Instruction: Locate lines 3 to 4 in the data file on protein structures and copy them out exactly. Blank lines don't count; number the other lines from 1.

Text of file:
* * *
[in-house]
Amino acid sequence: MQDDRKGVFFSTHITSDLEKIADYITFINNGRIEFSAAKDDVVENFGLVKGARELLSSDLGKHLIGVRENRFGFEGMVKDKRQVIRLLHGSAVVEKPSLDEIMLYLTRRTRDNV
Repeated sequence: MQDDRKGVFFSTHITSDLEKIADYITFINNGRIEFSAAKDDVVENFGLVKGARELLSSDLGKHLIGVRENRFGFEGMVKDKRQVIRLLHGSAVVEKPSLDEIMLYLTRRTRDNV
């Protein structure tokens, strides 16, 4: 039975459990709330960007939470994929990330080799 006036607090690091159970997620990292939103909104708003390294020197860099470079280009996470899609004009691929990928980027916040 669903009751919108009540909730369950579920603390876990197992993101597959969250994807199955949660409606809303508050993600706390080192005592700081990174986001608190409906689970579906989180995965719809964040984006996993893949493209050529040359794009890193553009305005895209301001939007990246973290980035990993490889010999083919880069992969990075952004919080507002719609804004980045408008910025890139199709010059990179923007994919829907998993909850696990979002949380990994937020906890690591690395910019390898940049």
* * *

Repeated sequence: MQDDRKGVFFSTHITSDLEKIADYITFINNGRIEFSAAKDDVVENFGLVKGARELLSSDLGKHLIGVRENRFGFEGMVKDKRQVIRLLHGSAVVEKPSLDEIMLYLTRRTRDNV
């Protein structure tokens, strides 16, 4: 039975459990709330960007939470994929990330080799 006036607090690091159970997620990292939103909104708003390294020197860099470079280009996470899609004009691929990928980027916040 669903009751919108009540909730369950579920603390876990197992993101597959969250994807199955949660409606809303508050993600706390080192005592700081990174986001608190409906689970579906989180995965719809964040984006996993893949493209050529040359794009890193553009305005895209301001939007990246973290980035990993490889010999083919880069992969990075952004919080507002719609804004980045408008910025890139199709010059990179923007994919829907998993909850696990979002949380990994937020906890690591690395910019390898940049």